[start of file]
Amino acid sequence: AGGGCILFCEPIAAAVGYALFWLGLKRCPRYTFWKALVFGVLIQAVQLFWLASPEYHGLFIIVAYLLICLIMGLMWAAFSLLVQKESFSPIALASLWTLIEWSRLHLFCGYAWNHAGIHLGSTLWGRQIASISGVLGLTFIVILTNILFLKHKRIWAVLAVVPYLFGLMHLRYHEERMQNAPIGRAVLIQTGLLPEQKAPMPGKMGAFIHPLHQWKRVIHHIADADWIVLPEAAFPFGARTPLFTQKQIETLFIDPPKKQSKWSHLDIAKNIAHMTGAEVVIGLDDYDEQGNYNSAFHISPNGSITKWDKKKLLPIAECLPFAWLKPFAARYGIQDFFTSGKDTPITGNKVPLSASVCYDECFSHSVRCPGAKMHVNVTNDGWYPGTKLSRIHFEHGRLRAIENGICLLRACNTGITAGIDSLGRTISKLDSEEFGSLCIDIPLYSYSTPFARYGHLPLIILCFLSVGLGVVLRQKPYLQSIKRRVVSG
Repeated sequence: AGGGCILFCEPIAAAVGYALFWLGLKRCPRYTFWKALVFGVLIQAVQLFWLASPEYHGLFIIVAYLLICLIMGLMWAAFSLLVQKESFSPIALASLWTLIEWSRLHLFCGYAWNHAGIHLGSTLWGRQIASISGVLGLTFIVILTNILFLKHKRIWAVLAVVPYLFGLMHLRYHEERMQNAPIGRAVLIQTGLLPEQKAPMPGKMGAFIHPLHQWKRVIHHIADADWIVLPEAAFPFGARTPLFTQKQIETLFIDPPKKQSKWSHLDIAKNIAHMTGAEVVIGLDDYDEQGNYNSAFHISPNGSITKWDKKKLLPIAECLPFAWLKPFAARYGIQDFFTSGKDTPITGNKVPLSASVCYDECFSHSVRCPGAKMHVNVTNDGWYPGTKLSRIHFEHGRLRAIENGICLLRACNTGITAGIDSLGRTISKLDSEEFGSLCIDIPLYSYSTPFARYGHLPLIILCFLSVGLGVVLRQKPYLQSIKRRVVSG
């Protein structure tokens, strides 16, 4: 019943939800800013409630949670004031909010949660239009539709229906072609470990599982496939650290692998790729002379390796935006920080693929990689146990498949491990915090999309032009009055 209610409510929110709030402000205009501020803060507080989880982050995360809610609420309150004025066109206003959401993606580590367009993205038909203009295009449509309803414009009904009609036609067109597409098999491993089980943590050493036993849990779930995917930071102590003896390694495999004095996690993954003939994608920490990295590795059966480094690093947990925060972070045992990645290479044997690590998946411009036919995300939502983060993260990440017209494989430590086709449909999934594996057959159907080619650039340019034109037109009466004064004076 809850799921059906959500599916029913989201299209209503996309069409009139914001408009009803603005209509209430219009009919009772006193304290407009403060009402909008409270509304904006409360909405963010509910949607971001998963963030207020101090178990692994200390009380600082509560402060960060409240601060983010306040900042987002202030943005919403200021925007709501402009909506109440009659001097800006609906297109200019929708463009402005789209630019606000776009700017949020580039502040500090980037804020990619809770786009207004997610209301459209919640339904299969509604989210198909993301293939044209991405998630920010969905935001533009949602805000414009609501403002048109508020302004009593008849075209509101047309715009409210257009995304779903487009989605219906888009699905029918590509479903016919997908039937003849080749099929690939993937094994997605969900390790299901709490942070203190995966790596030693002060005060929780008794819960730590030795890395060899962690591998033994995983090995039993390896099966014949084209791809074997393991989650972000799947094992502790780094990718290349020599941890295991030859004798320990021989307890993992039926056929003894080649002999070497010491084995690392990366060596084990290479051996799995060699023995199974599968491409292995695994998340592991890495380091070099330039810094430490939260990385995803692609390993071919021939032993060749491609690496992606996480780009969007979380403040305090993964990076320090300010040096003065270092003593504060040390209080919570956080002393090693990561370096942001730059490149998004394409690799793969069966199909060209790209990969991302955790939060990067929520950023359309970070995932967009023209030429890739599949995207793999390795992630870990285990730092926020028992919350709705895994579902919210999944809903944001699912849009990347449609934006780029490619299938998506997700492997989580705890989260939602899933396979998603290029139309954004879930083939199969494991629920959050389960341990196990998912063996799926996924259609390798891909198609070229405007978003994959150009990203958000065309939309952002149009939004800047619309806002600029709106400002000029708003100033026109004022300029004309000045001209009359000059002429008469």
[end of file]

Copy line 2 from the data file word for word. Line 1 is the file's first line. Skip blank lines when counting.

Repeated sequence: AGGGCILFCEPIAAAVGYALFWLGLKRCPRYTFWKALVFGVLIQAVQLFWLASPEYHGLFIIVAYLLICLIMGLMWAAFSLLVQKESFSPIALASLWTLIEWSRLHLFCGYAWNHAGIHLGSTLWGRQIASISGVLGLTFIVILTNILFLKHKRIWAVLAVVPYLFGLMHLRYHEERMQNAPIGRAVLIQTGLLPEQKAPMPGKMGAFIHPLHQWKRVIHHIADADWIVLPEAAFPFGARTPLFTQKQIETLFIDPPKKQSKWSHLDIAKNIAHMTGAEVVIGLDDYDEQGNYNSAFHISPNGSITKWDKKKLLPIAECLPFAWLKPFAARYGIQDFFTSGKDTPITGNKVPLSASVCYDECFSHSVRCPGAKMHVNVTNDGWYPGTKLSRIHFEHGRLRAIENGICLLRACNTGITAGIDSLGRTISKLDSEEFGSLCIDIPLYSYSTPFARYGHLPLIILCFLSVGLGVVLRQKPYLQSIKRRVVSG